After the study of the historical facts concerning the subject, the writer of this article has made the following conclusions.

Erotic icons in the temples were brought to the prominence when the ‘Kaula’ (Kaul mat- is the theory of the tantric people, who practice their rites in the burning ghats (funeral pyres) in river-side) sect was in its prime in Nepal. The philosophy that engendered the emergence of such icons held that the creation of the world and all the things in it is the outcome of ‘the Maharati’ (Universal copulation).

‘Purush’ and ‘Prakriti’ (the male and the Nature) proceed the creation through ‘universal copulation’. They co-existed and interact in harmony as neutron and electron in an atom do. The erotic are, therefore, established to draw attention of men to the ultimate reality of the intercourse of ‘power’ (Shakti) through ‘universal copulation’. Coition, highlighted in the icons of the Hindu temples is to be understood in this light. It is far from vulgarity and it is better to compare the art with pornography. The art and its heritage has profound meaning. The icons in their various forms point to the ultimate reality of the ‘creation’ (Shristhi), ‘Nourishment’ (Sthiti) and the doomsday (Vinash).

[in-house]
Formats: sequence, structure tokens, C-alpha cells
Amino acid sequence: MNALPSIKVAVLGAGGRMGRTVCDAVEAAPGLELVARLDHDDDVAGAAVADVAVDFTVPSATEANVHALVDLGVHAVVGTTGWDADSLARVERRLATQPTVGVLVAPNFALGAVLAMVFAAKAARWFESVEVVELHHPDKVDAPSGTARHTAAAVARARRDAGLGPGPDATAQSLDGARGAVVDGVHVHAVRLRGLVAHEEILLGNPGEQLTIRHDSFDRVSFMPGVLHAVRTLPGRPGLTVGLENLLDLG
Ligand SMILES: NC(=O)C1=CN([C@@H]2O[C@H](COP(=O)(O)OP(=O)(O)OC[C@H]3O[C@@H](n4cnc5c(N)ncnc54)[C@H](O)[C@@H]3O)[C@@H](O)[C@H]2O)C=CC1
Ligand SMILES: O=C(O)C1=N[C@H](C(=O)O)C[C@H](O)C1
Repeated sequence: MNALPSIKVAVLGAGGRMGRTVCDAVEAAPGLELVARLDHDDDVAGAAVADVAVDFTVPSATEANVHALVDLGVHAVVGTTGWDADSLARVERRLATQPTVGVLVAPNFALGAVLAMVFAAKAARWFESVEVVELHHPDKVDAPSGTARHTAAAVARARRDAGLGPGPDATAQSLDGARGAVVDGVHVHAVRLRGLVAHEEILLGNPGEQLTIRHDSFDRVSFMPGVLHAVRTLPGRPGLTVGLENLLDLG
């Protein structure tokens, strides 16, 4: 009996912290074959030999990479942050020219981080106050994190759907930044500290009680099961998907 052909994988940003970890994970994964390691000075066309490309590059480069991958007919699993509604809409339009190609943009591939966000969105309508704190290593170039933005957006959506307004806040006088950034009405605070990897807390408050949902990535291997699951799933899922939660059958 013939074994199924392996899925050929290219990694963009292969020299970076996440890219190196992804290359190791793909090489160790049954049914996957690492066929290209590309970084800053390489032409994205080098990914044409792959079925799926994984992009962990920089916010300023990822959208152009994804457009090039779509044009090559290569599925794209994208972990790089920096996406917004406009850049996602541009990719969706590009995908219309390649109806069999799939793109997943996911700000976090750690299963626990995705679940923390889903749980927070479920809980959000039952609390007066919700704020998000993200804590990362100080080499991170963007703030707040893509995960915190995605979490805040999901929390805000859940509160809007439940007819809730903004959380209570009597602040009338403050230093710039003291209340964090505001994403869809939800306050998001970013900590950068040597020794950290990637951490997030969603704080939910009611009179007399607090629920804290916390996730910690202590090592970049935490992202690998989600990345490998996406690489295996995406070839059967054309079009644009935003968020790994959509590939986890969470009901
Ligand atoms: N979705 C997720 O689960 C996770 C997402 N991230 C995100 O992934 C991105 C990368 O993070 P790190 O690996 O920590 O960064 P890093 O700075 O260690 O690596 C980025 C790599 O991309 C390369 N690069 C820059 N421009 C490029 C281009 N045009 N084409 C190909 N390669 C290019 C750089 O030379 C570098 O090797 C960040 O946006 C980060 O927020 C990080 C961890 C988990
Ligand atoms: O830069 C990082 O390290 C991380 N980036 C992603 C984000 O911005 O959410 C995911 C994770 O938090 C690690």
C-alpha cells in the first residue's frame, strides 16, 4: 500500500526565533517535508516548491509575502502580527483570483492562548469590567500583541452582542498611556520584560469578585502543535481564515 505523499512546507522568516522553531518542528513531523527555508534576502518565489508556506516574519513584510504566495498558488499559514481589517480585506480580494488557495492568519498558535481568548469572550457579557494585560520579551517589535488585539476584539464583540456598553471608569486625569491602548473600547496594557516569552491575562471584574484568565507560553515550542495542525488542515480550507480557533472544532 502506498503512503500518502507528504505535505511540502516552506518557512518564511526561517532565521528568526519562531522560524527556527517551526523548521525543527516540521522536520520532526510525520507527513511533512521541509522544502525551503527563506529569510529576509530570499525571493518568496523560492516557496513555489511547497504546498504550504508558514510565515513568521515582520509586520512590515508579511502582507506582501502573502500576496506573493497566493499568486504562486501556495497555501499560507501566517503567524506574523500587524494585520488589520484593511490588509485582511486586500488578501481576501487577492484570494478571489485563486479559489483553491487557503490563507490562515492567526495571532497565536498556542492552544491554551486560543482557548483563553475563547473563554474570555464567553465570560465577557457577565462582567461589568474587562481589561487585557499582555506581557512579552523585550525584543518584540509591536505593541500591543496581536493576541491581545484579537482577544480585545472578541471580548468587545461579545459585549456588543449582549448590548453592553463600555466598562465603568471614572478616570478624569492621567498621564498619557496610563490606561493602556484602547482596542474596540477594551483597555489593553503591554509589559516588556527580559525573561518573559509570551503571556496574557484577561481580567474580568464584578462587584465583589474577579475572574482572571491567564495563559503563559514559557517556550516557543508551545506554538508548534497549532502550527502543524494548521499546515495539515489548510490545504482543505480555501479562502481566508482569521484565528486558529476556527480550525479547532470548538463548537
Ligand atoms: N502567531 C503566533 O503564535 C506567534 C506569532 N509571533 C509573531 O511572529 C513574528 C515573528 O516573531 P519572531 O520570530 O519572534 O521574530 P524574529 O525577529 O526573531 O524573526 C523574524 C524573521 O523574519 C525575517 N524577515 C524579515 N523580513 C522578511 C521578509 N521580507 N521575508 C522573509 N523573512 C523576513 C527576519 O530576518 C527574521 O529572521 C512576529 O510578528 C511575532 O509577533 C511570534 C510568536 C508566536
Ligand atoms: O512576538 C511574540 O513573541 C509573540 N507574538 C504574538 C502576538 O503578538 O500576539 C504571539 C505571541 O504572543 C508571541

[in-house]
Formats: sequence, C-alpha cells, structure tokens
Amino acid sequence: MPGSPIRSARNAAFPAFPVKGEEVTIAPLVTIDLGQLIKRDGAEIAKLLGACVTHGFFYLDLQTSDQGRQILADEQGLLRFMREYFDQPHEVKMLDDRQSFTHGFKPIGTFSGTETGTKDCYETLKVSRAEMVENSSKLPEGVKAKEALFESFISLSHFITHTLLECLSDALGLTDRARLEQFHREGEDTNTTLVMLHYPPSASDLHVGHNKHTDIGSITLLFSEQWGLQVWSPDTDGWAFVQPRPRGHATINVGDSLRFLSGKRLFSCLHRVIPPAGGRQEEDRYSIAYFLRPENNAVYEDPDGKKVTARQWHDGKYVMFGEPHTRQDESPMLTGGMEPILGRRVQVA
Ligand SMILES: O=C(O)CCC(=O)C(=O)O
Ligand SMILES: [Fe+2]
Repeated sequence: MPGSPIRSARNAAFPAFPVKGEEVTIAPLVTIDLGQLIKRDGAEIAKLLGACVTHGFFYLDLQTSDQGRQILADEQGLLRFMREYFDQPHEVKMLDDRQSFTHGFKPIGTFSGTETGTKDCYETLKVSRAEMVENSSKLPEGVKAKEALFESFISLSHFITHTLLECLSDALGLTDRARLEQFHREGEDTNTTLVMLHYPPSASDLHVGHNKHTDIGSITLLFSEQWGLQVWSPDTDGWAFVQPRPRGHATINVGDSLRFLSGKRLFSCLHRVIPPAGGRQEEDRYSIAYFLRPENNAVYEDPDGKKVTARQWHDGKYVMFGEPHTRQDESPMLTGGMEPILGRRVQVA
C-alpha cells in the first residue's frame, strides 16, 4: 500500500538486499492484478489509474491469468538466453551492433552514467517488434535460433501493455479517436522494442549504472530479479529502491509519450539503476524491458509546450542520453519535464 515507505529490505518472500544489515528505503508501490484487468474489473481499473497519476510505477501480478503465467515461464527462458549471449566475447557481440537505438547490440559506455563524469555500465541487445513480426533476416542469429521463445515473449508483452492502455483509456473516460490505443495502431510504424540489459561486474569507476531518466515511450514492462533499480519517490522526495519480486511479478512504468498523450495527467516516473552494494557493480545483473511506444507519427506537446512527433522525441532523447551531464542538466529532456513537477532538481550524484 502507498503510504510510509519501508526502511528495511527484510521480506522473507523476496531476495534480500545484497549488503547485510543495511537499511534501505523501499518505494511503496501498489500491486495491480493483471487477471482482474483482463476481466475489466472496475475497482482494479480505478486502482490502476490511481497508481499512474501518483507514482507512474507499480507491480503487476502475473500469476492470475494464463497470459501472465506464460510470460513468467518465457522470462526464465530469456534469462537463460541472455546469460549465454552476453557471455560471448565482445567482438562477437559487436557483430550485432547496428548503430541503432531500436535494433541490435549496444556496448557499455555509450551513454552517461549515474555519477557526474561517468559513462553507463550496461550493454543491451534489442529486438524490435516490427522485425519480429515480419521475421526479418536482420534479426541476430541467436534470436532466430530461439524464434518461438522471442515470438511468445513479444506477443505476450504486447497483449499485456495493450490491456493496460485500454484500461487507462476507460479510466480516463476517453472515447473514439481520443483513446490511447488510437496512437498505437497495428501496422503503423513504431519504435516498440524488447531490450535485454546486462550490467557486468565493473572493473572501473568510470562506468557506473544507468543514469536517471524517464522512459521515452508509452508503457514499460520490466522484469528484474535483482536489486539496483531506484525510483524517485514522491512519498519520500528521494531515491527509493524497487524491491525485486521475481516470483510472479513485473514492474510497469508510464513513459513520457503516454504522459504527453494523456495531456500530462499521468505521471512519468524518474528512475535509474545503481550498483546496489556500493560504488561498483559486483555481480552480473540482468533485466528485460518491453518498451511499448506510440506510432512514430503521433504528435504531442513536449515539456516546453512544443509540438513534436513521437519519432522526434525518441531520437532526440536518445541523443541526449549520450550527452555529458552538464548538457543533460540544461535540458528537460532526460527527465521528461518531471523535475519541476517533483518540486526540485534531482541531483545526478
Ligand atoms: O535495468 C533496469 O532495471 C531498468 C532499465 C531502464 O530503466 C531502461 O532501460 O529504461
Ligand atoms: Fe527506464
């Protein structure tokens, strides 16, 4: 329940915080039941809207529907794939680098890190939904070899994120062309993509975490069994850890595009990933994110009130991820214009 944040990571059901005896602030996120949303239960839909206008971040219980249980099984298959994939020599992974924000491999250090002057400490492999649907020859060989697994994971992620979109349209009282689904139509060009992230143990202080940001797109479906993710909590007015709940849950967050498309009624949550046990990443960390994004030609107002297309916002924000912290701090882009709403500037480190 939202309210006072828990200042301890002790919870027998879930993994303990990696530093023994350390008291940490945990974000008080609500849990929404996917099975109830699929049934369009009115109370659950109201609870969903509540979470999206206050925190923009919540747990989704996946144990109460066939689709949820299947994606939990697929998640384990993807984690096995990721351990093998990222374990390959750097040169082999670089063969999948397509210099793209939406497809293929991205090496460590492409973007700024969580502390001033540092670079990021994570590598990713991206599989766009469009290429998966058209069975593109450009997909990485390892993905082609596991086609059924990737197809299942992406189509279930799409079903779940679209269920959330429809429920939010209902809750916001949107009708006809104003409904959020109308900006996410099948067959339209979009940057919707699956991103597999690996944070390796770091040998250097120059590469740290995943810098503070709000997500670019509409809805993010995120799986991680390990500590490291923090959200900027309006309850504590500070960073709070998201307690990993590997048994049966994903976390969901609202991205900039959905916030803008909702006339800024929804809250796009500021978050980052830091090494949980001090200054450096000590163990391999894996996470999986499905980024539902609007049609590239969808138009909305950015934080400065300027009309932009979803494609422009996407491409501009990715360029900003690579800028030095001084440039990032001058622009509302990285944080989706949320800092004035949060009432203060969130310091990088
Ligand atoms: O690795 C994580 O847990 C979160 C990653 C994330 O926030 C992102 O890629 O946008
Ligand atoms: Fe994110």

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This Article and upcoming posts are extracted from the book, TOURIST INFORMATION DIRECTORY, 1997. by my Late Father Journalist, Sociologist & Anthropologists, Er. Ramesh Chandra Bandhu Bhattarai.